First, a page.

The city has an independent municipal government, city council and national assembly and enjoys a special status. By special order, it was in this city that the veterans of the wars fought by the Roman Empire settled. During the reign of Emperor Marcus Aurelius (161 - 180) in the city were built straight streets, dozens of residential and public buildings, city walls, enclosing an area of ​​about 50 ha and reinforced with about 40 towers, of which 11 were studied, water supply, sewerage, theater building, temples, markets, odeon, baths, forum. A theater with marble seats was also built, from which the spectacular gladiatorial battles, processions, celebrations, or meetings were observed, where the important affairs of the city were decided. There was a high school in the city, and sports events were held at the stadium. The arts and music developed in the city, as evidenced by the found samples of bronze and stone sculptures, jewelry, pottery, glass objects, statues and inscriptions about Orpheus.

In Augusta Trayana, huge mansions with magnificent villas appeared, such as the well-studied Thracian villa Chatalka, which belonged to Thracian aristocrats.

Augusta Trayana minted her own coins for a century, from the reign of Marcus Aurelius (161-180) to Gallienus.

In the 3rd - 4th century Augusta Trayana was partially destroyed during the attacks of the Goths, but at the beginning of the 4th century it was fortified again.

Late antiquity
During the period of late antiquity (IV-VI century) the city was again named Beroe. The times are connected with the relocation of the capital of the empire from Rome to Constantinople, the accelerated Christianization of the local population, the Gothic invasions at the end of the 4th century and the devastating raids of the Huns in the middle of the 5th century.

In late antiquity in Beroe began a mass Christianization of the local population, especially after the Edict of Milan. The city is one of the most active centers of early Christianity. Apostle Carp, one of the 70 apostles of Jesus Christ and a disciple of the apostle Paul, was the first to introduce Christianity here. Beroe became the seat of an episcopate that grew into an archbishopric. The Bishop of Beroe Demophilus took part in the Church Council in Serdica. In 355, Pope Liberius was exiled to Beroe, and Demophilus went to Constantinople, where he reached the highest rank - patriarch of the Byzantine Empire.


In the 6th century, the city is mentioned as Beroe in the Gothic calendar under the date November 19, associated with the famous 40 women martyrs. At the end of the century the city was destroyed again, but then rebuilt and bears the name Vereya.

The Middle Ages
For the first time the region of Zagore (Zagora) is mentioned in the news of Georgi Amartol, repeated by Leo the Grammarian, George Kedrin and Simeon Metaphrastus, which describes the help that the Bulgarian army of Tervel gave to Emperor Justinian II in his restoration to the throne of Constantinople. On this occasion, in 705, a peace treaty was concluded between the Byzantine Empire and Bulgaria, according to which the region of Zagore was ceded to Bulgaria. Three years later, according to other sources, Justinian II tried to regain the area, but was defeated near Anhialo. According to the later reports of Theophanes the Confessor, in 716 a new treaty was concluded between the new emperor Theodosius III Adramitus and Tervel, according to which another part of Thrace, west of Zagora, was ceded to the finally ceded region of Zagora to the Bulgarians. Million in Thrace. In 717, Tervel provided new aid to the empire with a large army and defeated a 30,000-strong Arab army besieging Constantinople. After that, Beroe crossed to Byzantium and Bulgaria several times.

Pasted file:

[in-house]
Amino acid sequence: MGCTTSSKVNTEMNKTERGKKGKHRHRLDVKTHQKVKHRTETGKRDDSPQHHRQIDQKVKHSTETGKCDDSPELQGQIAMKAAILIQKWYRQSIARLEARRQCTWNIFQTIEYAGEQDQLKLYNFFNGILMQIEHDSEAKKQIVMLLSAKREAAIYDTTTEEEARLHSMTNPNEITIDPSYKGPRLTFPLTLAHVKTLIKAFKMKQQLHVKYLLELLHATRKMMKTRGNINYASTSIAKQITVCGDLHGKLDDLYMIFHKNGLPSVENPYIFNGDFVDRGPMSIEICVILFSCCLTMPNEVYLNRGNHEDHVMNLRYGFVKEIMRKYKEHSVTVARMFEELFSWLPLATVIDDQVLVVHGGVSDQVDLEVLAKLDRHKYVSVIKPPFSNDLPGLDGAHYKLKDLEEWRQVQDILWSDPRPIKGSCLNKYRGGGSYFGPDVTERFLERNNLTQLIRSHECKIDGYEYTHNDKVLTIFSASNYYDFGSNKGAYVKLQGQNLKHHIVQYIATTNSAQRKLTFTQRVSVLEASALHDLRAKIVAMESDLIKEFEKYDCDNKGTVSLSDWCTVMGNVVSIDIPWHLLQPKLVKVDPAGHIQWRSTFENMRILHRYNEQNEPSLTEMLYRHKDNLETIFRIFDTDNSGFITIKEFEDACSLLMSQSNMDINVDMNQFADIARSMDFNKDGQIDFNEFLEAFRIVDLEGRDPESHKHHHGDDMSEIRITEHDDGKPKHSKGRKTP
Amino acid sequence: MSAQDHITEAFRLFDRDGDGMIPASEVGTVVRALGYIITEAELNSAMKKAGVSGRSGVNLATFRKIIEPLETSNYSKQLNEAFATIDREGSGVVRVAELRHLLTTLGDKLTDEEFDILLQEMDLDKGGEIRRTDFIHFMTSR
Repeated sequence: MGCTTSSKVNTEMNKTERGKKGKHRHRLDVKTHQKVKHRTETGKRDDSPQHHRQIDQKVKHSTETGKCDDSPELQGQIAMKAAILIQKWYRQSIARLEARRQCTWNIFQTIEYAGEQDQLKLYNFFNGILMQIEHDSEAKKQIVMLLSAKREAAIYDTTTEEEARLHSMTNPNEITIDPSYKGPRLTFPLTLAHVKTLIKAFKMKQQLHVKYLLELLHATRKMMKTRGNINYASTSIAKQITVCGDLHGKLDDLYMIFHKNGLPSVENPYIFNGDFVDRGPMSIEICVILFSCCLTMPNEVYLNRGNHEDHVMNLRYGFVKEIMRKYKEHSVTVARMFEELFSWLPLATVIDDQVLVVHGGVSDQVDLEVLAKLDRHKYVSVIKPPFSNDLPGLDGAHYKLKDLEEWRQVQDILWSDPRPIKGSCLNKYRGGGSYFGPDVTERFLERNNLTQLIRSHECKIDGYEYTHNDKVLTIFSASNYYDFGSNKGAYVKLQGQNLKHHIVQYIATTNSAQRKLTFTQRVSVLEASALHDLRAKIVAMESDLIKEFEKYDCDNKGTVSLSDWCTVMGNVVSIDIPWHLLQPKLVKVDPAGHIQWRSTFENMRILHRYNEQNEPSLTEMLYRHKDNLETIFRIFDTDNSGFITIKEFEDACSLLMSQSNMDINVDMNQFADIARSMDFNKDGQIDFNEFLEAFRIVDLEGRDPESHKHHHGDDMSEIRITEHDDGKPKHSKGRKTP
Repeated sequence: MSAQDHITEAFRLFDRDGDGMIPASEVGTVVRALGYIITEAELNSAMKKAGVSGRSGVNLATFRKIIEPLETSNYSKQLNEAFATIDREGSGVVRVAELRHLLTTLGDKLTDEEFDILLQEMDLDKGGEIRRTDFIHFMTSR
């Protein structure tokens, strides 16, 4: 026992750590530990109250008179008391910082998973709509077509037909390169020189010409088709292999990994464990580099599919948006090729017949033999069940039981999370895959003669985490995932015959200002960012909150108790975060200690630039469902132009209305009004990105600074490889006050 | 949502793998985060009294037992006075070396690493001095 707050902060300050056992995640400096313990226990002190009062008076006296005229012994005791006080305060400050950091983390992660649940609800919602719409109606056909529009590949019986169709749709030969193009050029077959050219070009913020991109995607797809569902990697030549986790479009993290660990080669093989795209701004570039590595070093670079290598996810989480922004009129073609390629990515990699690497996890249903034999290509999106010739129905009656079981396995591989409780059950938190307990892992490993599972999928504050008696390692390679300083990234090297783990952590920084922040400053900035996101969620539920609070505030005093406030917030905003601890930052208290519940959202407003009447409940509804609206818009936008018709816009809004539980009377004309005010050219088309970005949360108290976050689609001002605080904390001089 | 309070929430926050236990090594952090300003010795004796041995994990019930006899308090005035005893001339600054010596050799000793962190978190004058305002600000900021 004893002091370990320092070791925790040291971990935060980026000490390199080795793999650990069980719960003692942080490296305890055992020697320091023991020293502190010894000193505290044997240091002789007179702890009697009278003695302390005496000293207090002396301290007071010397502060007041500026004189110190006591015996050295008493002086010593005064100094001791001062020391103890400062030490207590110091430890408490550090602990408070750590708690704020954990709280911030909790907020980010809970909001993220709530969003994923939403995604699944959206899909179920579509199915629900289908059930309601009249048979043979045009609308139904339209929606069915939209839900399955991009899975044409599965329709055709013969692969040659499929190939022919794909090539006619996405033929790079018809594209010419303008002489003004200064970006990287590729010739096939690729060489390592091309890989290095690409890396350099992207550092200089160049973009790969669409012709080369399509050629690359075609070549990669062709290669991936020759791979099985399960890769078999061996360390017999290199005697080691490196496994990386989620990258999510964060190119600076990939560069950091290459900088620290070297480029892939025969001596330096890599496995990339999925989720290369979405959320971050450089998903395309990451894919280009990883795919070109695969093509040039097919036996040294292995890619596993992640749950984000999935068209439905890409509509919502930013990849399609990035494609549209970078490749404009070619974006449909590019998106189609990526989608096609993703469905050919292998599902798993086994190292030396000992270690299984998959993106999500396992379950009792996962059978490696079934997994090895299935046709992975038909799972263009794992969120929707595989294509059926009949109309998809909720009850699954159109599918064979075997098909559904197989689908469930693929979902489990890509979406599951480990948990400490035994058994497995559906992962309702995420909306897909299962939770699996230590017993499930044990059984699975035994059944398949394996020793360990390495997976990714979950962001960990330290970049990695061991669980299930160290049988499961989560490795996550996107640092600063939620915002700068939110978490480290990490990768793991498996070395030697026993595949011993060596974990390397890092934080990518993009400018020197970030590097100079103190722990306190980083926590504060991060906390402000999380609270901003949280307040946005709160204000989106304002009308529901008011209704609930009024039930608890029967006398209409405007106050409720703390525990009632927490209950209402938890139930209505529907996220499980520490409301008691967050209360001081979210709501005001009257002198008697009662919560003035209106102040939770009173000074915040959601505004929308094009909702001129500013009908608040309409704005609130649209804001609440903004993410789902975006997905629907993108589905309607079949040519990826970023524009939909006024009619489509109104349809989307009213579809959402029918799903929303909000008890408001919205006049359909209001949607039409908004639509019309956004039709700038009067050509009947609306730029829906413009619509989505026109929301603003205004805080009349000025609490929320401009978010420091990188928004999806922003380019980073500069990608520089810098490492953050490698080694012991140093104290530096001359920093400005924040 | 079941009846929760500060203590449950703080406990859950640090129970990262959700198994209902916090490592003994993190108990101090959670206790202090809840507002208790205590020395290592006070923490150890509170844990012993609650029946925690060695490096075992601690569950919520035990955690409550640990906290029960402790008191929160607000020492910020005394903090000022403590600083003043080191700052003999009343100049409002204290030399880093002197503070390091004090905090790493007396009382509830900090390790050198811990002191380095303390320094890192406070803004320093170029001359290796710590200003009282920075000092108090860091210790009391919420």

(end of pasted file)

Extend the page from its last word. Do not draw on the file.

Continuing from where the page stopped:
From Beroe to Irinopol
In 784 the city of Beroe was in the possession of the Byzantine Empire, and the Byzantine Empress Irina visited the city with her son Constantine VI and a large retinue of courtiers. The Empress rebuilt the city and called it Irinopol - the city of Irina. The chronicler Theophanes the Confessor describes the Empress's visit to Beroe: “This year, in the month of January, the seventh of Turkey, the said Stavrakius returned from the land of the sklavs and triumphantly celebrated his victory at the hippodrome. And in May, from the same seventh turkey, Empress Irina with her son and a large army went to Thrace, carrying musical instruments, and reached Beroe. She ordered this city to be built and renamed it Irinopol.

Permanent accession to Bulgaria
In 812 Irinopolis was again Bulgarian and was named Beroe, after the victorious war of Krum in 812. Historical sources show that after the peace treaty of 817 the Bulgarian state took large-scale actions to protect and strengthen the region south of Stara Planina from Beroe to the sea and for its permanent accession to Bulgaria. Until 860 Beroe was Bulgarian and during this period its population was already predominantly Bulgarian. For several years the Byzantines took the district of Zagora, but during the christening of Prince Boris I in 864 the district of Zagora and the town of Beroe were returned to Bulgaria. The chronicles for the return of the district also indicate its borders - from Sidera (Iron Gate, now Zmeyovski Prohod) to Debelt. Within Bulgaria, the city is the center of a county and retains its role as one of the largest administrative, economic and religious centers. The emperors lived here for a long time, using Borui as their second capital. Here for two centuries was the residence of the Byzantine emperors of the Comnenus. From here they organized campaigns against the northern invaders - Pechenegs and Cumans.